And some intentions, but the intentions aren't an intention is something that you can fail at and then try out again. Right. So it's less self-critical and it's less kind of task mastery. It's more like this is something I'm going to do for myself. And, you know, if I have a miserable cold in week four and I don't go to the gym, well, that's fine.
Then go, go next week.
Yucca: Yeah, and the framing would be different perhaps, right? Instead of I'm going to go to the gym once a week, every week of the year, it might be I'm going to prioritize my health. Right. And then how, you know, I'm going to this year, my theme is going to be prioritizing me and my health and how do I work towards.
Right. And so that staying home and staying in bed, when you have a cold, if that's, that could be woven into that theme.
Mark: Right. I mean, the, the whole, the whole element of self-improvement, rather than becoming this sort of miserable set of tasks that you have to complete becomes an exploration of how you can best take care of yourself. And I mean, this is particularly important. I think for people who have the, the, the sort of non Western culture, idealized body shapes, because you may not need or want to lose any weight.
There may not be any reason for you to lose any weight because you're, you know, you're shaped the way you're shaped, but you can still do.
Yucca: not necessarily,
Mark: An indicator of health.
Yucca: yeah, it, it can be a symptom of some things, but it isn't itself. You can't look at just the weight and talk about health from that.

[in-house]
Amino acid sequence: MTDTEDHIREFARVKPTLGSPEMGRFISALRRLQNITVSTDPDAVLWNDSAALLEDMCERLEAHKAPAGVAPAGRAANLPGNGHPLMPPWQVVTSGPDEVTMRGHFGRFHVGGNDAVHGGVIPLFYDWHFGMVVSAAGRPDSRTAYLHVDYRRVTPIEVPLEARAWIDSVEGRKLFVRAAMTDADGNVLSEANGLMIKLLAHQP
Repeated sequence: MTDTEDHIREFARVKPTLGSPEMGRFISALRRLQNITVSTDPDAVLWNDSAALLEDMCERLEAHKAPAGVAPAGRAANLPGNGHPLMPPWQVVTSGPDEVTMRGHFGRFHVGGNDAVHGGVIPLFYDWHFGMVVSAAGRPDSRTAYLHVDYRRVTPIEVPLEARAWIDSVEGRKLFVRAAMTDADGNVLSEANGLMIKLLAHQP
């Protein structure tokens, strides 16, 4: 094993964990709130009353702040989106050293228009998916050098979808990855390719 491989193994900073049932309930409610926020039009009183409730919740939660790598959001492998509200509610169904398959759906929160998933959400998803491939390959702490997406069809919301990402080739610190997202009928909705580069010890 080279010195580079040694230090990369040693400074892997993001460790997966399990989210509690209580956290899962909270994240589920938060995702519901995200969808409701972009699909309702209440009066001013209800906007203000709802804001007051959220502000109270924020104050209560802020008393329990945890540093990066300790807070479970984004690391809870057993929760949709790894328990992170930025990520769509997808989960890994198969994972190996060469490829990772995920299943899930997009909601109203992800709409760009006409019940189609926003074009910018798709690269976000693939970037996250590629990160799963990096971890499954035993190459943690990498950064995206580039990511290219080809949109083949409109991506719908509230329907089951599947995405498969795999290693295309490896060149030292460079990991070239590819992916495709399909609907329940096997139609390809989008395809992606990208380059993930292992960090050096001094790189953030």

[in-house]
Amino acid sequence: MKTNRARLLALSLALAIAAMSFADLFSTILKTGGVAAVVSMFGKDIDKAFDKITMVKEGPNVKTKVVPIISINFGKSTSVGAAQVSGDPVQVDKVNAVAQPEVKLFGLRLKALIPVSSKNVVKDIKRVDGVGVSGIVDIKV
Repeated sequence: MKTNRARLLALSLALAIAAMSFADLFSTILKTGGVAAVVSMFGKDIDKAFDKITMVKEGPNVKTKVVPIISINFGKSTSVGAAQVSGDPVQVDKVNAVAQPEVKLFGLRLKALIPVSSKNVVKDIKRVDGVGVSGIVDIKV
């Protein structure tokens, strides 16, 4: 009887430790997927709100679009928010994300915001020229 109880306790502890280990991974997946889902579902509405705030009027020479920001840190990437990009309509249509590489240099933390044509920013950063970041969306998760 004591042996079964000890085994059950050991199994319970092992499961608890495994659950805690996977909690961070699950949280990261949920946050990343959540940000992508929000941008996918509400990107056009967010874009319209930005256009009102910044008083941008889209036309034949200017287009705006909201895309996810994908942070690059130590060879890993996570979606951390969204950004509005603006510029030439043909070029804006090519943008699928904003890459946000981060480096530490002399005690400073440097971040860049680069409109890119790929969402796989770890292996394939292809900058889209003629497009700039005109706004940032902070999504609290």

Mark: Right. So having,
Mark: so having the intention of, of improving your health. I mean, it might have something to do with weight, but it might very well not. Whereas many of these new year's resolutions are like, well, I'm going to lose 15 pounds and that's not, that's not really caring for yourself in the kind of way that, that really having more of a, a high level goal for what you're seeking to achieve. The other important thing that I want to say about that is that It's really important not to try to set a theme or an intention, which is heavily dependent on stuff. You have no control over. Which I failed that last year. I, last year I set a FIM for myself, a prosperity and at the beginning of the year, things looked pretty good.
I had a well-paying job and things looked. And then in the space of a month, we were told that we had to move, which consumed all our savings. Our cat died and our and then I lost my job. Boom, boom, boom. And you know, none of those were things that I had any control over. They happened. For reasons that were, that were beyond my purview. So, this year I want to be more judicious about the theme that I set I've I haven't really thought about it yet, but I'm going to do that. And I really encourage you to take on. Which you can control in the context that we're in. We know we're going to be dealing with COVID for at least the first half of 2022.
So maybe, you know, setting a goal of having a house party once a month with 40 of your closest friends is not the thing to do
Yucca: Right. But even think about how, what you can control is how you respond to things. Right. So how are you going to respond to. Whatever the particular theme is that you have you know, what are the, what might your ritual life or paying more attention or things like that, that, that those are things that even if your life gets totally turned upside, And who knows what, what this next year is going to bring that what you do have control over.
And I'm thinking about this as we were mentioning Daniel earlier, thinking about, you know, taking a page from the Stoics, right? Thinking about what do, what can you control? And it isn't, what's going on with world politics or whether there's a fire or a S or a hurricane or a drought, or whether you'll have a job.
Or frankly, whether you'll be healthy or not, you know, there are steps you can take, but ultimately there are things that you can control and things you can't. And, and if you base your idea of success and your self-worth and happiness and those things you can't control, then you're setting yourself up for failure, no matter how good the year is.